FARMERS have been warned of a “very high” probability of a new strain of bluetongue being brought in through midges blown over from Europe.

A risk assessment for the animal disease in the wake of an outbreak which began in England last autumn warns the virus is highly likely to be introduced again from northern Europe where it is circulating.

Bluetongue is an animal disease that affects livestock including cattle and sheep, as well as goats, deer and llamas, with symptoms including a blue and swollen tongue, fever, reduced milk yield and in the most severe cases, death.

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It does not affect humans or food safety.

The virus is spread through biting midges, and while there is no evidence bluetongue is currently circulating in midges in Britain, the Government warns the insects can be blown long distances on the wind from mainland Europe.

A new strain of bluetongue known as BTV-3, which emerged in the Netherlands in September 2023, was first identified in November in England.

Since then there have been 126 cases in the outbreak, seven sheep and 119 cattle, across four counties, Kent, Norfolk, Suffolk and Surrey.

It is the first outbreak of bluetongue in Britain since 2007, when farmers were also battling bird flu and foot and mouth disease which affected cattle after leaking from a laboratory in Surrey.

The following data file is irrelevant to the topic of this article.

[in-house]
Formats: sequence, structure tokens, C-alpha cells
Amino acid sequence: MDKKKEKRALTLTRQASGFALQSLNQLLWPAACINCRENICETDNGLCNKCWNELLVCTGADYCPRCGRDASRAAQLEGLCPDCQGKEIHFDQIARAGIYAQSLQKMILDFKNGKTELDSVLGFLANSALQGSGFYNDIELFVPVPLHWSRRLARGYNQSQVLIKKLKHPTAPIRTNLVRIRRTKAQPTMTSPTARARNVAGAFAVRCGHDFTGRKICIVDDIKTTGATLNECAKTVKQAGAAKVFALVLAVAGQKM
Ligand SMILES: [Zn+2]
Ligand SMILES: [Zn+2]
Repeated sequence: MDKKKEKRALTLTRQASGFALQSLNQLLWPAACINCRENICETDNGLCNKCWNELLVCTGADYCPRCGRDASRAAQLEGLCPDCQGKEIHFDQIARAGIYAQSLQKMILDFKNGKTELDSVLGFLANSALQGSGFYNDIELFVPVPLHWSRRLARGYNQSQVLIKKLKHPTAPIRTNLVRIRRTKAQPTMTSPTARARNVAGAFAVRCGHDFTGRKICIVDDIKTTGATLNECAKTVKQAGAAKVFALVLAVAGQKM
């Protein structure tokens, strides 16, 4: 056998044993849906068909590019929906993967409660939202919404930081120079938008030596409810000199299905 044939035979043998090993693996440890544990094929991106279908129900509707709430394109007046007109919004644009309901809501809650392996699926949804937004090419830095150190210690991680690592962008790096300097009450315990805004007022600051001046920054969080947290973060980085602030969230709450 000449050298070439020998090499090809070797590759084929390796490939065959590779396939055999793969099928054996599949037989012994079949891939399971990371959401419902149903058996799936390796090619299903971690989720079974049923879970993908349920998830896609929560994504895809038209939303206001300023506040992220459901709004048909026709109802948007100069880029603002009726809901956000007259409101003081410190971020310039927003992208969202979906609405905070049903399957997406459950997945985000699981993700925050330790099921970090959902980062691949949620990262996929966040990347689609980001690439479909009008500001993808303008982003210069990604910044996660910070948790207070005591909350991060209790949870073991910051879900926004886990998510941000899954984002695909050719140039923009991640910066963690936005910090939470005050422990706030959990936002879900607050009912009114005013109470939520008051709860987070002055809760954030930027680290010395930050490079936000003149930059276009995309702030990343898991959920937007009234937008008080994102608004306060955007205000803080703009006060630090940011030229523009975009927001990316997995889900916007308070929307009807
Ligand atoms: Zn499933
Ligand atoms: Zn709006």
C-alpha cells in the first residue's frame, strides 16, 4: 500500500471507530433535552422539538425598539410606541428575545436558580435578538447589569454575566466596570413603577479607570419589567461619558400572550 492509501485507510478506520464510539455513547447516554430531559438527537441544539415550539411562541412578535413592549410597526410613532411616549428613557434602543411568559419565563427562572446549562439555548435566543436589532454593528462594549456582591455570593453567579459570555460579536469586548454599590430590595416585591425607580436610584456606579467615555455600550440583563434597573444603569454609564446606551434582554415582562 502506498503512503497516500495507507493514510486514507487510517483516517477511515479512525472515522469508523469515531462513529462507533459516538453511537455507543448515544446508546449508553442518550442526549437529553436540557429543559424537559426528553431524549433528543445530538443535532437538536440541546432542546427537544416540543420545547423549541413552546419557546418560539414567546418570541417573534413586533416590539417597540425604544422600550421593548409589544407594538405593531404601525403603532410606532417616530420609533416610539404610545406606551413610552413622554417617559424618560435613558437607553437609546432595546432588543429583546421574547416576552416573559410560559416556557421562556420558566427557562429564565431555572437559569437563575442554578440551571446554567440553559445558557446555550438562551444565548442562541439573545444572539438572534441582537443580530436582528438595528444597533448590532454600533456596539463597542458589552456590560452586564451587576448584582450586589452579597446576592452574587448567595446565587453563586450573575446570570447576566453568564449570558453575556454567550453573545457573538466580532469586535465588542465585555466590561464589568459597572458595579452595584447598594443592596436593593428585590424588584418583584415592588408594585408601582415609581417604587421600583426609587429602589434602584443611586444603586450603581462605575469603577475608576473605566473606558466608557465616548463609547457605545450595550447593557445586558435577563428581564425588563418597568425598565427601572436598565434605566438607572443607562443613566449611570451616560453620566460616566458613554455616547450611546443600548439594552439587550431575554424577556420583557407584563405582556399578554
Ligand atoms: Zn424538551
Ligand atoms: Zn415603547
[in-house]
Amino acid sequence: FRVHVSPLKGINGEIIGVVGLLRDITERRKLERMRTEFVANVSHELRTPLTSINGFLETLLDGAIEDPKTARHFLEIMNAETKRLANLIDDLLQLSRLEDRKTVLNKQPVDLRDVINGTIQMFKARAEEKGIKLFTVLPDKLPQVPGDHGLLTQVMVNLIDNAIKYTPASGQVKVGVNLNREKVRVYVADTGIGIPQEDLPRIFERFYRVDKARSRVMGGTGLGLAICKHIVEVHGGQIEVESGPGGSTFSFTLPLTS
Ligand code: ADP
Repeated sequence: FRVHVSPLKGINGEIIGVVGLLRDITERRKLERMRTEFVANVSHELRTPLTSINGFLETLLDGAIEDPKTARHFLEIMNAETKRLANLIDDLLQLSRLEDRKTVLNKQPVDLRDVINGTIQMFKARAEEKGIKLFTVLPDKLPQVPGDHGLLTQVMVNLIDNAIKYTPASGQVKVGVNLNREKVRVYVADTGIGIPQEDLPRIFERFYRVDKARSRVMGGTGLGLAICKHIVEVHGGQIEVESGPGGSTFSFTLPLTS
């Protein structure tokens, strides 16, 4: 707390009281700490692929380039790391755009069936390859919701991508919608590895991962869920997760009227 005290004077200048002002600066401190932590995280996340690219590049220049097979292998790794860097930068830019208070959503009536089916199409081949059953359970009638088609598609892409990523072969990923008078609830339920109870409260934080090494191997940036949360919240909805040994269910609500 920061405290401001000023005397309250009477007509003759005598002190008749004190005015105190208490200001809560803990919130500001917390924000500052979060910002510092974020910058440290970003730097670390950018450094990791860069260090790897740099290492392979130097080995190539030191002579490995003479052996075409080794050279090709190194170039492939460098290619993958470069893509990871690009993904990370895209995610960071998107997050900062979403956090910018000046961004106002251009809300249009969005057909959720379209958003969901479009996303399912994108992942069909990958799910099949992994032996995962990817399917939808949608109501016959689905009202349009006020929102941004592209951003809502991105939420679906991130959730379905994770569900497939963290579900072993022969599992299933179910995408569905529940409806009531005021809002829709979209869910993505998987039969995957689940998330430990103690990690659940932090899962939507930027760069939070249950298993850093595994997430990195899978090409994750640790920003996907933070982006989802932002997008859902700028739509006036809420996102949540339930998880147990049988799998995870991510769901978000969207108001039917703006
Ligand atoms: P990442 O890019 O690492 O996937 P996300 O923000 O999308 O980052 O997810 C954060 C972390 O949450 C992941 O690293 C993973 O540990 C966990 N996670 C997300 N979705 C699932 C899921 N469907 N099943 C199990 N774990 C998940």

Now a risk assessment published by the Animal and Plant Health Agency (APHA), warns there is a very high probability of a new introduction of bluetongue virus of the new BTV-3 strain into Britain during 2024 through infected biting midges being blown over from northern Europe.

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Given their proximity to northern Europe, where BTV-3 is being actively transmitted by midge populations, and wind patterns, counties along the south and east coasts of England, including Norfolk, Suffolk, Essex, Kent and Sussex, are considered most likely to be hit by the disease.

There is also a medium risk of another strain, BTV-8, being carried in by midges blown from northern France.

Biting midges are most active between April and November, and the timing of any potential incursion of the disease will depend on temperatures and wind patterns, officials said.

Farmers are being urged to remain vigilant and monitor their animals frequently, while making sure their livestock and land and up-to-date contact details are registered with the APHA in case of an outbreak.

There is currently no vaccine in the UK for the BTV-3 strain of the virus, although a new vaccine has been approved for emergency use from the start of May in the Netherlands and Belgium.

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Chief veterinary officer Dr Christine Middlemiss said: “Our robust surveillance systems show we have now entered the period where biting midges are more active, and we know that the likelihood of bluetongue virus entering Great Britain is increasing.

“Despite the increase in midge activity, the current risk of transmission has not changed, but I would urge farmers to remain vigilant and report any suspicions to the Animal Plant Health Agency.”

She added: “Bluetongue virus does not pose a threat to human health or food safety.”

Biosecurity minister Lord Douglas Miller said that once the risk of transmission increased, free bluetongue tests would be offered to livestock owners in high-risk counties.

He added: “We are actively engaging with vaccine manufacturers on the development of a BTV-3 vaccine for use in the UK.”